Mr. Edmund Garrett, formerly editor of the Cafte Times, and member of the Legislative Assembly, describes Dr. Stewart as ‘our grand old man of Lovedale and of the Empire. What a fine warrior goes down in him—but down in arms, and undaunted, as such a true knight should. I shall never forget his wise, quiet counsel and help; his grave, kind self-forgetfulness and courtesy; his infinite patience under the discouragements of seeming ingratitude on the part of those to whom he had devoted his life-work. He never masked or glossed over any failure in Native Education, and seemed a little weary in the long fray, but without a shadow of repining or a moment’s hesitation about his duty to press ever forward and hold steadfast. In a word, his whole splendid chieftainship made on me an indelible impression. . . . There is no other Dr. Stewart.’

Captain Robinson of the Union-Castle Line thus describes Stewart as a passenger: ‘It was in the year 1877 that I first made the acquaintance of Dr. Stewart. He then took passage with me to South Africa. Since then we have made many journeys in many ships, each one cementing more firmly the friendship that sprang up between us in those early days. It is no figure of speech to say that his company on every occasion was regarded as a special privilege to be made the most of. I loved him with a great and enduring affection. To me Dr. Stewart and General Gordon were the two greatest heroes of the age—the saintly servants of God and of Queen Victoria—the Elijah and Joshua of modern times. I know some little of Dr. Stewart’s great work in South Africa by its practical results under my own observation.

‘In our coasting business of former days, the splendid Kafirs who worked the cargoes in and out at all the ports used to vie with one another in helping the officers to keep their tallies. Turn and turn about they came along with their packages and called out mark, number, and description of each in crisp, cheery tones, which it was a pleasure to listen to. When asked where they picked up their education, the answer was almost sure to be "Lovedale, Baas, Dr. Schtoot." It is astonishing how common this was, and what fine, intelligent fellows they were: many of them, but for their colour and environment, might justly have been hail-marked as nature’s gentlemen.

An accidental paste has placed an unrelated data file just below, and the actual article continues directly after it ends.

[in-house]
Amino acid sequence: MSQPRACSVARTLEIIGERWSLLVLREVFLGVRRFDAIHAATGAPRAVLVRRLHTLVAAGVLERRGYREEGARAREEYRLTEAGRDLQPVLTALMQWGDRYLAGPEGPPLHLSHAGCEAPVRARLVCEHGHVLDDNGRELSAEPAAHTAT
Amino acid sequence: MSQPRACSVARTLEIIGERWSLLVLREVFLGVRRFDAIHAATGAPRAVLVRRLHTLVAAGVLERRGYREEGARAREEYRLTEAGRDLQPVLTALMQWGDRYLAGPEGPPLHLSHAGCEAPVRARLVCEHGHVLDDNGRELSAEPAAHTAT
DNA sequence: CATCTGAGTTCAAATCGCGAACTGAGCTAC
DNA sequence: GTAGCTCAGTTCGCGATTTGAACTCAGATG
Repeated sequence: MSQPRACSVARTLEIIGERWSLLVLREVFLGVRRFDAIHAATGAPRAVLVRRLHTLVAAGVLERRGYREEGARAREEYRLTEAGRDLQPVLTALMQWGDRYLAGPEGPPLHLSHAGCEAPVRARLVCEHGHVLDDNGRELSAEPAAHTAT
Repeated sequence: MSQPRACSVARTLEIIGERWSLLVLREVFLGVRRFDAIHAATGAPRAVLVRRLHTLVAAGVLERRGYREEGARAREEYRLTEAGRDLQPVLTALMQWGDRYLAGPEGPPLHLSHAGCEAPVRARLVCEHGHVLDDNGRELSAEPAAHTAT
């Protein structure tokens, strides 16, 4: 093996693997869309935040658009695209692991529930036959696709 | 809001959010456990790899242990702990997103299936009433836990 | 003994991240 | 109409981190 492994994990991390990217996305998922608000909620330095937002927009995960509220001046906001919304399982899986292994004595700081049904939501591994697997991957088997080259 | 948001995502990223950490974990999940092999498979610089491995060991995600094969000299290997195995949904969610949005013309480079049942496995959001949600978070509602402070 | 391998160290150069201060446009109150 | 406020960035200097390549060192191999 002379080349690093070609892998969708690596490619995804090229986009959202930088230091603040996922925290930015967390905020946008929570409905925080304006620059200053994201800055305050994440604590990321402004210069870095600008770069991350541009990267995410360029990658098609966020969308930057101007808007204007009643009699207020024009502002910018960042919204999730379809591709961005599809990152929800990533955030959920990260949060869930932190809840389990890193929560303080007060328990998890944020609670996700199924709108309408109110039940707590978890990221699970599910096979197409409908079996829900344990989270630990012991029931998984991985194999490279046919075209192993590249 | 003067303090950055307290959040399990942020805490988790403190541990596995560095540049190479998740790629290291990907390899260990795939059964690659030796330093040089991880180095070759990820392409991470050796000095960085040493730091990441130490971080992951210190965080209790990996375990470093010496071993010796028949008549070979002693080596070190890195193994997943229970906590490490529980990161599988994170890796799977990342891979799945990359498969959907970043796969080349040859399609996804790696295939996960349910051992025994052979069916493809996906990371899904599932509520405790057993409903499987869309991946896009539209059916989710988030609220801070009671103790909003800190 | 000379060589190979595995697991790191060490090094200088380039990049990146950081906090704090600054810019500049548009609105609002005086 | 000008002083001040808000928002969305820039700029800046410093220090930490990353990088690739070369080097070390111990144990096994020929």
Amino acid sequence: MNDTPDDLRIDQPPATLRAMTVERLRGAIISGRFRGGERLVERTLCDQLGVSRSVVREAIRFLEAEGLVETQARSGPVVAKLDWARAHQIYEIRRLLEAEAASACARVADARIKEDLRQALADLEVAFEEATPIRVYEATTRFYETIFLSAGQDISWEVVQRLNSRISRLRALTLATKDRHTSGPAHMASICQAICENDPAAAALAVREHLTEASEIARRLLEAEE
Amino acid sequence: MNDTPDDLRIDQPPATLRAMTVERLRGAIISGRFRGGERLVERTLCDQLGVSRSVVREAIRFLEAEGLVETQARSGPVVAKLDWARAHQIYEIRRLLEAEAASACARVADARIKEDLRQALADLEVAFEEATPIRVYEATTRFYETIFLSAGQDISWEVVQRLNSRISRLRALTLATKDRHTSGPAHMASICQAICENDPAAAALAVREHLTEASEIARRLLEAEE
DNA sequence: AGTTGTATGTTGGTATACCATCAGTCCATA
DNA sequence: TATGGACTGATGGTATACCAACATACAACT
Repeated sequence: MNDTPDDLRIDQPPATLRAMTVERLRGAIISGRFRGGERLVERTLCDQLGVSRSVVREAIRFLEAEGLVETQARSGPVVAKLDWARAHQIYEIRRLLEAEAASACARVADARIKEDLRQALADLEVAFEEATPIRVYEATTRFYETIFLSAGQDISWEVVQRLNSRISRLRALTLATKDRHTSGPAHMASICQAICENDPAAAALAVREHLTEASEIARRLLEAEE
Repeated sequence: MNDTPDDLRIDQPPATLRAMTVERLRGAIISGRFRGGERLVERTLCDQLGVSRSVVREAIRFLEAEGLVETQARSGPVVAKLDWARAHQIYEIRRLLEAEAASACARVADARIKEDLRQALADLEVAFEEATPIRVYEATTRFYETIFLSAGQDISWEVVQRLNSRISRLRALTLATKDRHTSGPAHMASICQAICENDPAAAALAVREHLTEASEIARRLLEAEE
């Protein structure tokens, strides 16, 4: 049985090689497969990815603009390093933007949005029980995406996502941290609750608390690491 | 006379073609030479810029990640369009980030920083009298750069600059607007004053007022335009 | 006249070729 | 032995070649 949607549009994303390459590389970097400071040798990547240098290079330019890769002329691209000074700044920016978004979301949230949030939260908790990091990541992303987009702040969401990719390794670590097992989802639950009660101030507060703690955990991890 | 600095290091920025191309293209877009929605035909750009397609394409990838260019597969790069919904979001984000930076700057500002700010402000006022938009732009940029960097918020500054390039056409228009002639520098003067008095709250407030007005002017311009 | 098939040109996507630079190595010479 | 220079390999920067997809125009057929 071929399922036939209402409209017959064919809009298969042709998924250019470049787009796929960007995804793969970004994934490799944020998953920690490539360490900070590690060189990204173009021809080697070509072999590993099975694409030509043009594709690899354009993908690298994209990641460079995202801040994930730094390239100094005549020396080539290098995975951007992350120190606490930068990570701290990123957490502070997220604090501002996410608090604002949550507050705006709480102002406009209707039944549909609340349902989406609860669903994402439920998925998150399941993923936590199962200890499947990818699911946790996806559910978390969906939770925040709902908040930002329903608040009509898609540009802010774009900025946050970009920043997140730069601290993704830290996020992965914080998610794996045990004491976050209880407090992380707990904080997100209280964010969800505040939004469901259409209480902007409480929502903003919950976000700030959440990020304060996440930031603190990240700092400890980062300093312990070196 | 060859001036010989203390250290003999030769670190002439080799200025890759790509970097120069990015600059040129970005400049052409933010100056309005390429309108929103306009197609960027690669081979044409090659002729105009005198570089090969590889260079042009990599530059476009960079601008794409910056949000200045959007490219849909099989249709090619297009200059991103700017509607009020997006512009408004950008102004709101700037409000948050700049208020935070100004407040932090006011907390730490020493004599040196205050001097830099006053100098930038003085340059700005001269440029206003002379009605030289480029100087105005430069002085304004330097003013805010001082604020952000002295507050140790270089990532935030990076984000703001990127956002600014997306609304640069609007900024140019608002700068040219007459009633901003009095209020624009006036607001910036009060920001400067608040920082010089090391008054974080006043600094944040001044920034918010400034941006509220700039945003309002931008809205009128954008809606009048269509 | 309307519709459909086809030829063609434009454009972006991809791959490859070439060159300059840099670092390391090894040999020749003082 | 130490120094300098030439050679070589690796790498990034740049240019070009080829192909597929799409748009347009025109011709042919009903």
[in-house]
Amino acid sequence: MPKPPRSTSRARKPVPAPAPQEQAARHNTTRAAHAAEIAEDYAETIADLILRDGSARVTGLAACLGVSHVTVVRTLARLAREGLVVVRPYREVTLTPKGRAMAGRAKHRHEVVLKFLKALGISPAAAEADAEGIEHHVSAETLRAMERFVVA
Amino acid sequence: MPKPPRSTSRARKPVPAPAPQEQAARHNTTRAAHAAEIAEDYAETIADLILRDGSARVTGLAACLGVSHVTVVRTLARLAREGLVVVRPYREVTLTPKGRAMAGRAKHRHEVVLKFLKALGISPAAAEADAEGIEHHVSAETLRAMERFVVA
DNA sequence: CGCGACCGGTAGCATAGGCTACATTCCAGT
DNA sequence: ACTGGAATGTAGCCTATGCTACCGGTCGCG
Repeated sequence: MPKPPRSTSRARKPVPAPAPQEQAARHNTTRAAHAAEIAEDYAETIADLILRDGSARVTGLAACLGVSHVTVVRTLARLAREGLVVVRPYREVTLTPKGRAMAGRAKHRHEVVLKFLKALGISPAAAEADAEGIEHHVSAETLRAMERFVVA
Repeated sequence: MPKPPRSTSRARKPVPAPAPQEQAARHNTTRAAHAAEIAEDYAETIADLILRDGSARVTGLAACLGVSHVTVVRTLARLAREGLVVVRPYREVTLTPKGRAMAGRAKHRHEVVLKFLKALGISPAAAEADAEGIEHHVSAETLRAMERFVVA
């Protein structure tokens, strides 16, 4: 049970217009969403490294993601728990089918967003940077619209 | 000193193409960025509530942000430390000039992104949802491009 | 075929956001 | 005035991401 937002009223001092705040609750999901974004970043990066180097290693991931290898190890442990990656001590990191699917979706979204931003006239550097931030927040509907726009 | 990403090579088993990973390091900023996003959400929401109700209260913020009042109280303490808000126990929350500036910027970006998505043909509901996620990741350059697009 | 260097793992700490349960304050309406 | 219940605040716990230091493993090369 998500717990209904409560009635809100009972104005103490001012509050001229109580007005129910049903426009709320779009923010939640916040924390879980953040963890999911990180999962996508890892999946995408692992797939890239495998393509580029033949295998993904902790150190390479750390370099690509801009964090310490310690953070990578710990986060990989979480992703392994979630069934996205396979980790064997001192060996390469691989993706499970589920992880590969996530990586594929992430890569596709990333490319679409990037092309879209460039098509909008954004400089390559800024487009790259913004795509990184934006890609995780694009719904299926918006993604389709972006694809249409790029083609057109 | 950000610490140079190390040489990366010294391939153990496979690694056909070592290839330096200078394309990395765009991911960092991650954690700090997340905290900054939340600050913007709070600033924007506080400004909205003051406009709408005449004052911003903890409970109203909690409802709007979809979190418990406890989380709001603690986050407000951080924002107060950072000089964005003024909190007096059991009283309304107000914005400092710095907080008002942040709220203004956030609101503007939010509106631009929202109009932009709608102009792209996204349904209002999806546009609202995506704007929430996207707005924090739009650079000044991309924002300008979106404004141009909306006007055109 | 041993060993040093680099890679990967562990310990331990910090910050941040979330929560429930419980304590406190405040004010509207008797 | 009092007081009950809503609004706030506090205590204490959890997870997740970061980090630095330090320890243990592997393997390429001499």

‘Dr. Stewart was a most interesting conversationalist: his experiences were so vast and so uncommon. It was grand sometimes to listen to friendly controversies that arose at table between him and some other men of science or letters. We often had animated discussions which were both profitable and amusing.

‘I was not long in finding out that his charity was as broad as the ship, to say the least of it. He, a minister of the Free Church of Scotland, always conducted our Church of England service on board, when we sailed together. He rendered the beautiful liturgy of cur Church so reverently and impressively that worship in form became worship in fact. He had a novel and altogether beautiful habit in reading the Scriptures. He used to preface the lesson with a short and fascinating commentary on the passage to be read. It was both charming and effective, and gave us an intelligent grasp of the subject, and a keen appreciation of its spiritual significance. It was very interesting to hear people discussing the innovation after church, and expressing their satisfaction with it. Busy as he was during the voyage in connection with his many missionary enterprises, he still found time to visit the crew in their own quarters of an evening once or twice a week, and to have a Gospel meeting among them. He also often took part in open-air services on deck during fine weather. All this was done so kindly and simply, with such genuine consideration for discipline and authority, that the tenderest susceptibilities were never wounded. There remained a gracious and refreshing memory, like dew upon the grass, which could not fail to have a beneficent effect.

‘Dr. Stewart was my St. Paul of the latter days; it was a benediction to know him and to love him.’

The Honourable Colonel Stanford of the Native Affairs Department, a pupil of Lovedale, writes:

‘He was a great missionary and a great South African: a man with a far-sighted and statesmanlike perception of the problems which European civilisation in South Africa has to face. He lived strong in the belief that duty called him to devote his energies to the enlightenment of the Native races, and the greatest public effort put forth upon his last bed of sickness was his appeal on behalf of an Inter-Colonial Native College.

‘There may be different views on the question of Native Education, but there is no room for two opinions as to the noble life of the man who devoted himself to the cause in which he believed.’